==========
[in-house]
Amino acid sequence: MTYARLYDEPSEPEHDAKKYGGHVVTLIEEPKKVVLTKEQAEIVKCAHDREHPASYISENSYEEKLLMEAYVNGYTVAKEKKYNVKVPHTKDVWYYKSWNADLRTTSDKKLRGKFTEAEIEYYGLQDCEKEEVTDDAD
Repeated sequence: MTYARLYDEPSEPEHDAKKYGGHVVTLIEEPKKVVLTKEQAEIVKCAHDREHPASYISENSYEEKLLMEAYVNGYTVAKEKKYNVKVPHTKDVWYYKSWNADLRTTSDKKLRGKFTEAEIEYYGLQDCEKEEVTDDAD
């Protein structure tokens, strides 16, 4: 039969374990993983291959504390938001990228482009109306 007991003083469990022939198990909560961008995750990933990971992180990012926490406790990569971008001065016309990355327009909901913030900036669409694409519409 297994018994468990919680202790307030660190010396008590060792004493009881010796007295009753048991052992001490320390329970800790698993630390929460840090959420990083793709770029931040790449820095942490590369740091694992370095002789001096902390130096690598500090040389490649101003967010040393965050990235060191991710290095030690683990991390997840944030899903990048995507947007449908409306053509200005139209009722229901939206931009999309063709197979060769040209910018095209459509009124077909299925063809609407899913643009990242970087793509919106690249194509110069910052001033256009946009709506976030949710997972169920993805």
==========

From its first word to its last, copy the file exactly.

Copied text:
[in-house]
Amino acid sequence: MTYARLYDEPSEPEHDAKKYGGHVVTLIEEPKKVVLTKEQAEIVKCAHDREHPASYISENSYEEKLLMEAYVNGYTVAKEKKYNVKVPHTKDVWYYKSWNADLRTTSDKKLRGKFTEAEIEYYGLQDCEKEEVTDDAD
Repeated sequence: MTYARLYDEPSEPEHDAKKYGGHVVTLIEEPKKVVLTKEQAEIVKCAHDREHPASYISENSYEEKLLMEAYVNGYTVAKEKKYNVKVPHTKDVWYYKSWNADLRTTSDKKLRGKFTEAEIEYYGLQDCEKEEVTDDAD
């Protein structure tokens, strides 16, 4: 039969374990993983291959504390938001990228482009109306 007991003083469990022939198990909560961008995750990933990971992180990012926490406790990569971008001065016309990355327009909901913030900036669409694409519409 297994018994468990919680202790307030660190010396008590060792004493009881010796007295009753048991052992001490320390329970800790698993630390929460840090959420990083793709770029931040790449820095942490590369740091694992370095002789001096902390130096690598500090040389490649101003967010040393965050990235060191991710290095030690683990991390997840944030899903990048995507947007449908409306053509200005139209009722229901939206931009999309063709197979060769040209910018095209459509009124077909299925063809609407899913643009990242970087793509919106690249194509110069910052001033256009946009709506976030949710997972169920993805």